A Billy Masters Q&A
Matthew Lombardo knows all about addiction.His play "High", seen in Boston with Kathleen Turner last season, took a serious look at the subject. But this year, he brings his first Broadway play, “Looped”, to the Cutler Majestic Theatre (April 30—May 5).It's a far more comical and broad view on the subject via Tallulah Bankhead, a woman notorious for indulging in everything to an excess.
Billy Masters: In "Looped", Bankhead's excesses provide you with an endless supply of outrageous laughs. Did you have any hesitation about using addiction for comedy?
Matthew Lombardo: Never. Tallulah would always be the first person to poke fun at herself, especially when it came to her own vices. Her delicious self-deprecating humor is what made her such a legend. In my book, nothing is off limits when it comes to comedy -- as long as it remains truthful.
Billy: If you'd written "Looped" after "High", would it be the same play we see here?
Matthew: Hell no! I was living my own existence of drinking, drugs and promiscuity when I wrote “Looped.” I really don’t think I could have written Tallulah as well as I did without living Tallulah as I wrote her.“Looped” was pre-sobriety. “High” was post.
Billy: Given the dual meaning of the word "Looped", it's a perfect title (the play is set in a studio where Bankhead is re-recording—or "looping"—a line for the film "Die! Die! My Darling!").Did you have it in mind before you started?
Matthew: Titles of my plays always seem to reveal themselves long before the actual writing begins. At first, it’s all very blurry and scattered up there in my crazy mind. But once I can visualize the big picture, I can sit down and start writing the play.
Billy: Valerie Harper (who originated the role on Broadway and was nominated for a Tony Award) was in rehearsals for the national tour when everything quickly changed.How did all that transpire?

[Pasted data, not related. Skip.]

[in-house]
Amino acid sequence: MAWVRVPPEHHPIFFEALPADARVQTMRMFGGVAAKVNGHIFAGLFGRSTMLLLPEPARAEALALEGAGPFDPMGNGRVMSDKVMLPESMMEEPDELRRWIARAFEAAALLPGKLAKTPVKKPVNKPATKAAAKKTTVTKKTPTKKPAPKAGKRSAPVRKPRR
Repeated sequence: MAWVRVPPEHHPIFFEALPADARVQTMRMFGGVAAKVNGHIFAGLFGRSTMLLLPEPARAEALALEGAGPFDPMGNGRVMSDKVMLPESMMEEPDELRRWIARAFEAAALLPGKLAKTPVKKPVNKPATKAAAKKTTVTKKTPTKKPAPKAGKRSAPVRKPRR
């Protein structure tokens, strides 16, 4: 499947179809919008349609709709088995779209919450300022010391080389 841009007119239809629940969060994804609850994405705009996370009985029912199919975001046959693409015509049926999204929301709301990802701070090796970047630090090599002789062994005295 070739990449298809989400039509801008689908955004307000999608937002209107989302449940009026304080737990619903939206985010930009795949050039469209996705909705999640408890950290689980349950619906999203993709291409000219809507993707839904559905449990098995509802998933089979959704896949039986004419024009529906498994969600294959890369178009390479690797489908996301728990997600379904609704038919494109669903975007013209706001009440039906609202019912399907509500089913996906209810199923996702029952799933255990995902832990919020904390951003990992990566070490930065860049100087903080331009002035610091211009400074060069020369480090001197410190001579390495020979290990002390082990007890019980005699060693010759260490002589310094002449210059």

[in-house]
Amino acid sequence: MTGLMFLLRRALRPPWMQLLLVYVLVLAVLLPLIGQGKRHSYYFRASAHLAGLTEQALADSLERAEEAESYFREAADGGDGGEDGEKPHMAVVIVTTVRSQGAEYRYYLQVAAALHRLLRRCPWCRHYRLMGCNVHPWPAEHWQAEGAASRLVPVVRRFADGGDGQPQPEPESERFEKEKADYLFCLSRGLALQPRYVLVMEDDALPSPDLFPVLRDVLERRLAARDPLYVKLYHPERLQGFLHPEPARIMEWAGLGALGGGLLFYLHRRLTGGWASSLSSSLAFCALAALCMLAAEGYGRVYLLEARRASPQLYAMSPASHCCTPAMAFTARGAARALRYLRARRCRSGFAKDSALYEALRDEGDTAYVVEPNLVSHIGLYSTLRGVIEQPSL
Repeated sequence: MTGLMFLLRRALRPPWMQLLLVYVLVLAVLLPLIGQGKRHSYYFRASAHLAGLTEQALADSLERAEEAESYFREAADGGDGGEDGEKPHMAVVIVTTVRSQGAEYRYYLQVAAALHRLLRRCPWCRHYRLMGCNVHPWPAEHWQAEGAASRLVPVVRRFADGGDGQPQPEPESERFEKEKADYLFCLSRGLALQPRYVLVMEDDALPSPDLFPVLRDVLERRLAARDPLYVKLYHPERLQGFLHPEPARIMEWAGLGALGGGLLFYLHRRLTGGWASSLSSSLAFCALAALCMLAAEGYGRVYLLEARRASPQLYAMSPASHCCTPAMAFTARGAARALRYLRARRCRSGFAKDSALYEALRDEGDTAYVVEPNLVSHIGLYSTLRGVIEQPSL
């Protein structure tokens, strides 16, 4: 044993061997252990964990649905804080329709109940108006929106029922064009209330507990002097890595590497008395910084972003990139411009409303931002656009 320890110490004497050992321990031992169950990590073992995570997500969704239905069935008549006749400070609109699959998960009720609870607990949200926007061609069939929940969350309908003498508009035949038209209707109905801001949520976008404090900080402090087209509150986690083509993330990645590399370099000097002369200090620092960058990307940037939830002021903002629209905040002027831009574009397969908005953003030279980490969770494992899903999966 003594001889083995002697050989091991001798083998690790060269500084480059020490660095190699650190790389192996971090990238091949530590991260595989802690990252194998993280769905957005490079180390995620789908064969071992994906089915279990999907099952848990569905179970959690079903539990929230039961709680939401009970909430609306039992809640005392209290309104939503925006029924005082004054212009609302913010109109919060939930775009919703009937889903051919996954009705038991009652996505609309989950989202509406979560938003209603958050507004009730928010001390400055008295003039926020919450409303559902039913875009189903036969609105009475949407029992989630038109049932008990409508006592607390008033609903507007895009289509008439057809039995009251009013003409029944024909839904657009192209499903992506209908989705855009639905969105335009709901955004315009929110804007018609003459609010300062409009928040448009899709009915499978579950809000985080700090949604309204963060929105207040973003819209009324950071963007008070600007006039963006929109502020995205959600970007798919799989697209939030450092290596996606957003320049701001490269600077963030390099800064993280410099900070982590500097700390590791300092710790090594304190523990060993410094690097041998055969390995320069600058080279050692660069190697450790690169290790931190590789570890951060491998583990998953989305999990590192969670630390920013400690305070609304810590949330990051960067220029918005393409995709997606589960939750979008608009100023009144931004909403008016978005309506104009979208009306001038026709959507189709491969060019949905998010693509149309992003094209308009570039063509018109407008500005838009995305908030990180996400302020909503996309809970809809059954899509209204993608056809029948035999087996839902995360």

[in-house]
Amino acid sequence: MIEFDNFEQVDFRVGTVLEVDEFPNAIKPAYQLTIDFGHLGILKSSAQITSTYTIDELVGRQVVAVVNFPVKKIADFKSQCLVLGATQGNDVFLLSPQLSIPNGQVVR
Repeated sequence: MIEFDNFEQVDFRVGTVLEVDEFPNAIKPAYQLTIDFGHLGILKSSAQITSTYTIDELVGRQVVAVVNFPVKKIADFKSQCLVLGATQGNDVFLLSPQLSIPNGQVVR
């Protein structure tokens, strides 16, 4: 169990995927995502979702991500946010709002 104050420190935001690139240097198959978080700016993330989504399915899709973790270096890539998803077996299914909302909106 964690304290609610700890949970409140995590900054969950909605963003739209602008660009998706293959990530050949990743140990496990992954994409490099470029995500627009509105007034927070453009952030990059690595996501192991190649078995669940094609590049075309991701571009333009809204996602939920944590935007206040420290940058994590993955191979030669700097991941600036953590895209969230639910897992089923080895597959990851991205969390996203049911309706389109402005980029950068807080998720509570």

Matthew: We knew during those first few days that something wasn’t quite right. Val couldn’t remember her lines, which was peculiar because she'd performed this role hundreds of times. She soon began slurring her speech and was immediately taken to the hospital. A few days later, we learned that Val was diagnosed with terminal brain cancer. It was heartbreaking and so unbelievable that this tragedy could happen to such a lovely woman.
Billy: You had virtually no time to re-cast.How did Stefanie Powers get involved?
Matthew: The director and I had met Stefanie years ago when we were initially casting the role and just fell in love with her. She was the immediate and obvious choice to replace Val -- not only because she is such a terrific actress but because she also had a working and personal relationship with Tallulah.
Billy: That's what makes her casting kind of brilliant.After all, she was the "Darling" in "Die! Die! My Darling!” Could you have imagined this scenario in your wildest dreams?
Matthew: My wildest dreams are pretty out there—so yes.
Billy: When I spoke with Stefanie on the opening night of the tour, she told me that the key to her interpretation was to play Tallulah as you wrote her—not as she knew her.
Matthew: Stefanie carries the one trump card that none of us have: she knew Bankhead. And it’s true—she does play the character as written because she trusts the words. But that trust goes both ways. I also trust her talent enough to give her the liberty to make this character her own and loosen things up. There’s a freedom in our collaboration. I think that’s why her performance is so shockingly authentic.
Billy: What blew me away was how funny she is.I've seen her onstage before, but this was a revelation.In some ways, the play actually seems funnier with her in it.
Matthew: It all goes back to truth. The more believable the character is, the funnier it is for the audience. Stefanie never plays the punch lines. She plays the truth in what she is saying and doing which inevitably makes the words and the situations all the more hysterical. She really is giving a legendary performance!
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